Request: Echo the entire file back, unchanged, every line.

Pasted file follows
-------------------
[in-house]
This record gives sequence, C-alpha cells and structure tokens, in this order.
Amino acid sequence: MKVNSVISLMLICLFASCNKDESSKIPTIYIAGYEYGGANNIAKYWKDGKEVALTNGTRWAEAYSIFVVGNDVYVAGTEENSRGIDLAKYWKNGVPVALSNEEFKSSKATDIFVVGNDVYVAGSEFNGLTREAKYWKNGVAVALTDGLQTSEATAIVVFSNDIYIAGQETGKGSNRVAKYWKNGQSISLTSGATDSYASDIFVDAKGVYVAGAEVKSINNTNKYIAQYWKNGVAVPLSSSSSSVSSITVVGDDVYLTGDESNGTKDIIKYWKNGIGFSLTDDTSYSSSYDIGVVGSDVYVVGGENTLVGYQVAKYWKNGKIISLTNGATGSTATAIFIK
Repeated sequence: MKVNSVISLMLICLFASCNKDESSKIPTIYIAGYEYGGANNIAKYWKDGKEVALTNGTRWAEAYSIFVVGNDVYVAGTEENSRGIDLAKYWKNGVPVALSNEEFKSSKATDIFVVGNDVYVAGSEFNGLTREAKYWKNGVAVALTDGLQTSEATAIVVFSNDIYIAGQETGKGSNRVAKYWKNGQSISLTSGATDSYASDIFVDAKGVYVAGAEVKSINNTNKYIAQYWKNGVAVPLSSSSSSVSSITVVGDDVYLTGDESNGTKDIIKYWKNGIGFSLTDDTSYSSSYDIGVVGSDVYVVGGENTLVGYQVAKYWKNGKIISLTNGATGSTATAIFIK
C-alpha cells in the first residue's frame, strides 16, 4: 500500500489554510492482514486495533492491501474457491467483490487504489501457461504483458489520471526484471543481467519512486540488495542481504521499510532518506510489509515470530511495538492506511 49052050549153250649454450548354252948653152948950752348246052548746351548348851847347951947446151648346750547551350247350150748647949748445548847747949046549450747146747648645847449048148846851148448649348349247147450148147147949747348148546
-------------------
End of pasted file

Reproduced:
[in-house]
This record gives sequence, C-alpha cells and structure tokens, in this order.
Amino acid sequence: MKVNSVISLMLICLFASCNKDESSKIPTIYIAGYEYGGANNIAKYWKDGKEVALTNGTRWAEAYSIFVVGNDVYVAGTEENSRGIDLAKYWKNGVPVALSNEEFKSSKATDIFVVGNDVYVAGSEFNGLTREAKYWKNGVAVALTDGLQTSEATAIVVFSNDIYIAGQETGKGSNRVAKYWKNGQSISLTSGATDSYASDIFVDAKGVYVAGAEVKSINNTNKYIAQYWKNGVAVPLSSSSSSVSSITVVGDDVYLTGDESNGTKDIIKYWKNGIGFSLTDDTSYSSSYDIGVVGSDVYVVGGENTLVGYQVAKYWKNGKIISLTNGATGSTATAIFIK
Repeated sequence: MKVNSVISLMLICLFASCNKDESSKIPTIYIAGYEYGGANNIAKYWKDGKEVALTNGTRWAEAYSIFVVGNDVYVAGTEENSRGIDLAKYWKNGVPVALSNEEFKSSKATDIFVVGNDVYVAGSEFNGLTREAKYWKNGVAVALTDGLQTSEATAIVVFSNDIYIAGQETGKGSNRVAKYWKNGQSISLTSGATDSYASDIFVDAKGVYVAGAEVKSINNTNKYIAQYWKNGVAVPLSSSSSSVSSITVVGDDVYLTGDESNGTKDIIKYWKNGIGFSLTDDTSYSSSYDIGVVGSDVYVVGGENTLVGYQVAKYWKNGKIISLTNGATGSTATAIFIK
C-alpha cells in the first residue's frame, strides 16, 4: 500500500489554510492482514486495533492491501474457491467483490487504489501457461504483458489520471526484471543481467519512486540488495542481504521499510532518506510489509515470530511495538492506511 49052050549153250649454450548354252948653152948950752348246052548746351548348851847347951947446151648346750547551350247350150748647949748445548847747949046549450747146747648645847449048148846851148448649348349247147450148147147949747348148546